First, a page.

Seeking to encourage and rope in farmers extensively in beekeeping and honey production, the Khadi and Village Industry Commission (KVIC) has launched “Apiary on Wheels”, an initiative aimed at reducing labour and maintenance costs to the farmers. “Apiary on Wheels”, launched by Union Minister of MSME Nitin Gadkari on 14 February this year, is a platform for safe and swift movement of bee boxes without disturbing the bee colonies.

KVIC chairman V.K. Saxena said the “Apiary on Wheels” initiative is equipped with the technique of sugar drip to feed bees and cooling with the help of solar panels causing zero risk to the lives of bees. “This essentially prevents any damages to the bee boxes or bee colonies and help produce quality honey,” he said. As a pilot project the “Apiary on Wheels” initiative will be placed near the mustard farms near the Delhi border under the supervision of local bee keepers and KVIC and after successful implementation, the concept will be replicated on a mass scale across India.

The initiative is a step in the direction of achieving Prime Minister Narendra Modi’s vision of “Sweet Revolution” in the country. The initiative also aims at increasing the market value of India’s honey industry up to Rs 2,800 crore by 2020. At present, India is the 8th largest producer of honey in the world. “The initiative is a part of the Honey Mission which was rolled out to promote beekeeping industry and associated capacity across all Indian states. Khadi and Village Industries Commission, owing to its pan-India presence through its state offices, has ensured countrywide implementation of the Honey Mission covering both urban and rural areas. Under the Honey Mission, beneficiaries are selected, given basic beekeeping training for five days and are then provided with 10 Bee Colonies, Tool Kits, Comb Foundation Sheets, Honey Extractor and technical support extended through KVIC Officials and Master Trainers,” Saxena said.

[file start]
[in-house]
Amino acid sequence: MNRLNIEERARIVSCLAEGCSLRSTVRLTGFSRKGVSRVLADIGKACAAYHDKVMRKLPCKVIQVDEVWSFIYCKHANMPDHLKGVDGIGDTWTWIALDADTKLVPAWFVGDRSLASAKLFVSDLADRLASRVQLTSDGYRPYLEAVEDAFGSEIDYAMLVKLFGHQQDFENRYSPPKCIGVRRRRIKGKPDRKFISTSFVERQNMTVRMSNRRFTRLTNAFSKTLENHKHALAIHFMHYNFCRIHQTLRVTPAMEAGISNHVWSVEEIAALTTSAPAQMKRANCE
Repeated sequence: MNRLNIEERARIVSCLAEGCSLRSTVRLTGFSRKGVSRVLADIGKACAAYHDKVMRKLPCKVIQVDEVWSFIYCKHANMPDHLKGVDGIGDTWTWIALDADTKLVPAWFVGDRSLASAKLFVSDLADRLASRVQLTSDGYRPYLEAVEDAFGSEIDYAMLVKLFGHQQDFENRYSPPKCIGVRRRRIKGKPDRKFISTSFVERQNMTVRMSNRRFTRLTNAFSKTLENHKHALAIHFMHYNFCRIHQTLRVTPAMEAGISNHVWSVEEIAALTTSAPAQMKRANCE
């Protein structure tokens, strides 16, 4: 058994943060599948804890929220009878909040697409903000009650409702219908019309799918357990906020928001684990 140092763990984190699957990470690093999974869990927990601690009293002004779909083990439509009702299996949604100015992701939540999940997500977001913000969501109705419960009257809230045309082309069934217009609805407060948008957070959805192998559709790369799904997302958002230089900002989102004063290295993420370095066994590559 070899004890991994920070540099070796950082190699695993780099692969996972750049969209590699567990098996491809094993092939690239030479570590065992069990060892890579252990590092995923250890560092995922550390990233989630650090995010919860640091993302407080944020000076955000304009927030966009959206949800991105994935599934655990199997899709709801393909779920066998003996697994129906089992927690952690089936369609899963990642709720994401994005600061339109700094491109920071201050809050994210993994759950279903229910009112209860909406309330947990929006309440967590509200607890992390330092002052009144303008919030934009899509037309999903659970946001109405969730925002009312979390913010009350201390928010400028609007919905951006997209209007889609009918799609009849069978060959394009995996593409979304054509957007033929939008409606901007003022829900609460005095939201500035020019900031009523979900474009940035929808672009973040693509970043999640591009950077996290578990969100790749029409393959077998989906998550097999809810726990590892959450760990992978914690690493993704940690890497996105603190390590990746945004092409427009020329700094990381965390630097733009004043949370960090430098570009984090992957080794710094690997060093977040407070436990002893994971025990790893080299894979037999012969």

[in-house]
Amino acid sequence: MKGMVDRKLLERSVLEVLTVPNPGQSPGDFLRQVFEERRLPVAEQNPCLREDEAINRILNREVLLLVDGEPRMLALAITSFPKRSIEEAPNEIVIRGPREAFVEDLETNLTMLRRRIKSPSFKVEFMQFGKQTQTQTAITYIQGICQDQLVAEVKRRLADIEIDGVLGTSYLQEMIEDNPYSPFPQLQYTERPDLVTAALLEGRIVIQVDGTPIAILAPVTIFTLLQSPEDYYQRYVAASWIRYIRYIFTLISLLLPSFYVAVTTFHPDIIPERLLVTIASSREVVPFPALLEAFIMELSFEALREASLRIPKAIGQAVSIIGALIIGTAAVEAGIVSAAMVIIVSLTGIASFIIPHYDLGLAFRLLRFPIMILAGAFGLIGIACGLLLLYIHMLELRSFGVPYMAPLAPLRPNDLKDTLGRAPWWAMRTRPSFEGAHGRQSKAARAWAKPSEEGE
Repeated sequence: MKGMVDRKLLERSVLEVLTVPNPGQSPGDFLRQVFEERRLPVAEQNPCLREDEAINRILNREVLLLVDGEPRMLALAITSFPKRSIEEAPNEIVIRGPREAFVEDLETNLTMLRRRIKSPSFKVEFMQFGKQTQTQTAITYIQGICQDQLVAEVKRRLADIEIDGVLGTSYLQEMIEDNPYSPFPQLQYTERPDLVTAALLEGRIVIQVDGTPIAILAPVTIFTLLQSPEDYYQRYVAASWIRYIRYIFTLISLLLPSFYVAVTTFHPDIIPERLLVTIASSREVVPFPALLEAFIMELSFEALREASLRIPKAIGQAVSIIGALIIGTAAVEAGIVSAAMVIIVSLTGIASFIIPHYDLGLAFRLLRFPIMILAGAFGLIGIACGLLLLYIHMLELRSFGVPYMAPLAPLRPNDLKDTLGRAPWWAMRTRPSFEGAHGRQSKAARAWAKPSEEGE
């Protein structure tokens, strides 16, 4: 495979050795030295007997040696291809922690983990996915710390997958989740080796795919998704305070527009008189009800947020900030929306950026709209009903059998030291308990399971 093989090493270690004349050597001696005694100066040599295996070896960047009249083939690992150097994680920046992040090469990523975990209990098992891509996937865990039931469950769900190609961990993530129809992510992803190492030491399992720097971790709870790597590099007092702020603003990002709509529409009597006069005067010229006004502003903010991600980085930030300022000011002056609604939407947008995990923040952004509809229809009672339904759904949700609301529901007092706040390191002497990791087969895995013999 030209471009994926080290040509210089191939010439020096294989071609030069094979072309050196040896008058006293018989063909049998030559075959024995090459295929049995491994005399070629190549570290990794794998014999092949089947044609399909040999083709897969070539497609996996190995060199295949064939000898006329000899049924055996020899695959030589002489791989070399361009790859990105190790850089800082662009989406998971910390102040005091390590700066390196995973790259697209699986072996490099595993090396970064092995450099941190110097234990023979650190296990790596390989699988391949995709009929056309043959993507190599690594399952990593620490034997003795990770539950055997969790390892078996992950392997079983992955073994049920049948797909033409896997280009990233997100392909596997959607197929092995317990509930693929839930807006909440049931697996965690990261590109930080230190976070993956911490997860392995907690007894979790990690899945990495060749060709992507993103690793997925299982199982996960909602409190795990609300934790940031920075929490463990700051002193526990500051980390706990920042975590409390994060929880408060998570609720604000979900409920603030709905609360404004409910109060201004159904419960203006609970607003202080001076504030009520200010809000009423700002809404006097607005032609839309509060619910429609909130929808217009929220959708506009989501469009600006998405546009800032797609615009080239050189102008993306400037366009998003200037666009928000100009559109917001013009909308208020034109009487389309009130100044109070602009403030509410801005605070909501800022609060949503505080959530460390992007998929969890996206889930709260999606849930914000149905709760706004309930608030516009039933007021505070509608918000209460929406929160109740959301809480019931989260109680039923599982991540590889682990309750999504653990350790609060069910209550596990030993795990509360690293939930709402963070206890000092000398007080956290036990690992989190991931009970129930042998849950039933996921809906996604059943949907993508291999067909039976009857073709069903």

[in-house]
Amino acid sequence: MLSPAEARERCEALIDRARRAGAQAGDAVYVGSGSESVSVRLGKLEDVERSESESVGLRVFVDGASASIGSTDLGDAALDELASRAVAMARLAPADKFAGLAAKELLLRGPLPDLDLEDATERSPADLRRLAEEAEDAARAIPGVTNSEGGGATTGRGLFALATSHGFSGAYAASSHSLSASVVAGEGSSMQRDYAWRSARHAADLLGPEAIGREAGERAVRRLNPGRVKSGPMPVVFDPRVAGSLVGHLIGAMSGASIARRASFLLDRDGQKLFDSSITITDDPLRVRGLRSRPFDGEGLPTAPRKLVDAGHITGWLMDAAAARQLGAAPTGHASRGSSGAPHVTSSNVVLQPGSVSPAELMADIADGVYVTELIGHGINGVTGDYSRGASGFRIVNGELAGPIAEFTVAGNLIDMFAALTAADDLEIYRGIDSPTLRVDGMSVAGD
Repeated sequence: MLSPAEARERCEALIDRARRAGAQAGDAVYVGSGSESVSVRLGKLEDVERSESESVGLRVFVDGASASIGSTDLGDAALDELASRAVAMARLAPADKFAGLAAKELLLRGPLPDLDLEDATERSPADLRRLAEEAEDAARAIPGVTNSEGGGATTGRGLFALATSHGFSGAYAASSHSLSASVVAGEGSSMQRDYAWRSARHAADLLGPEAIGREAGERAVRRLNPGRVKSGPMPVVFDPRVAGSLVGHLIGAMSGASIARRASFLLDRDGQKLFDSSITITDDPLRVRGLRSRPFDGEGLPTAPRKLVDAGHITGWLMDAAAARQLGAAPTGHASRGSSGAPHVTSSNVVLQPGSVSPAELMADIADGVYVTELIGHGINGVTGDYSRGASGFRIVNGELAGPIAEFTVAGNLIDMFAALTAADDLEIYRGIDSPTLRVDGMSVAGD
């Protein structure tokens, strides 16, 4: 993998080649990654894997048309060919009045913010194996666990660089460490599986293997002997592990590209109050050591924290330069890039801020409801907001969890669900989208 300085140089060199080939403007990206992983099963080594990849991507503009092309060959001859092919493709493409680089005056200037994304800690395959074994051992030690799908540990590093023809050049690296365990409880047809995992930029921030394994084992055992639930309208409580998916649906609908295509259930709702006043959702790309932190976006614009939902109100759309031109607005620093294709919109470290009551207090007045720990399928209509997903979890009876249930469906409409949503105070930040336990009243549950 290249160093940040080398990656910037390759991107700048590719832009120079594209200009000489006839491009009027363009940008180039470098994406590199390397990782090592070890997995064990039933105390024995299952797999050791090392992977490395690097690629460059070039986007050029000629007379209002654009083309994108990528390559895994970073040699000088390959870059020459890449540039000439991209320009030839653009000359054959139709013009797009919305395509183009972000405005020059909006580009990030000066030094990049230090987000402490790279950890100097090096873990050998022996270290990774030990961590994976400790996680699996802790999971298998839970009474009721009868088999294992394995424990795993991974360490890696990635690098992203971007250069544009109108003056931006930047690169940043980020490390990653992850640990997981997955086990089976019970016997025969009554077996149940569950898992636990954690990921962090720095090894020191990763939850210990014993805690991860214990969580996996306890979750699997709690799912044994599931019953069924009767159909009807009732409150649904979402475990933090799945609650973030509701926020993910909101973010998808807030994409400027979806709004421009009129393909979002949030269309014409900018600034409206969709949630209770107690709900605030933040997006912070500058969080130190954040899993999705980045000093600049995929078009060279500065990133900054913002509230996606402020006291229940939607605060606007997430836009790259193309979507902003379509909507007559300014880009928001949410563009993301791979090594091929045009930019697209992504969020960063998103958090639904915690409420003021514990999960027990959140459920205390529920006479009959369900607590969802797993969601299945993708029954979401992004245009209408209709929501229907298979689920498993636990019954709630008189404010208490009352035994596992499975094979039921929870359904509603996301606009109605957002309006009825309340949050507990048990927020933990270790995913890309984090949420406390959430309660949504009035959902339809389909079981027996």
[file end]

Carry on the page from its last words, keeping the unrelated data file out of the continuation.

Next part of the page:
The KVIC chairman said efforts were being made to bring together the beekeepers, farmers, researchers, government agencies, agribusinesses, conservation groups, manufacturers and regulatory bodies to improve the beekeeping practices in the country apart from imparting skills on beekeeping and improve the health of honeybee and use them as potential pollinators for higher crop yield.

Under Honey Mission 40 State/ Divisional offices of KVIC were given annual targets for training and empaneling beneficiaries along with distribution of bee boxes with live colonies. “Till 31 December 2019, a total of 13,066 beneficiaries were trained and empanelled under Honey Mission 129,469 Bee Boxes were distributed with bee colonies. Overall, 78 percent of the total target has been achieved,” Saxena said.

In 2017-18, under the Honey Mission, 1,384 beneficiaries were trained and 13,505 Bee Colonies were distributed. Following the successful implementation in the first year, the mission was expanded to cover 13,150 beneficiaries and 1.3 lakh Bee Colonies distribution for 2018-19.

According to KVIC, the Indian honey industry is growing at a compounded annual growth rate (CAGR) of 10.9% from 2012 to 2019. The market is further projected to reach a value of Rs 2,806 crore by 2024. In 12 years, India’s honey production has grown by 200%, and exports by 207%. India exported 61,333 MT of Natural Honey to the world worth Rs 732.1 crore during 2018-19. USA, UAE, Saudi Arabia, Morocco and Qatar have been the major importers of India’s honey.

“India on the global scale ranks eight in terms of honey production; however, unlike the top 10 honey producing nations, India’s per capita honey consumption needs improvement. Furthermore, relative to China (World’s largest producer of honey) India’s honey production is comparatively lower. In India, apiculture is practiced by local farmers and tribals, primarily looked upon as a part time occupation. KVIC has taken up the task of improving the beekeeping industry with a view to uplift the financial status of people living in extremely interior rural areas by introducing and popularising modern beekeeping,” Saxena said.

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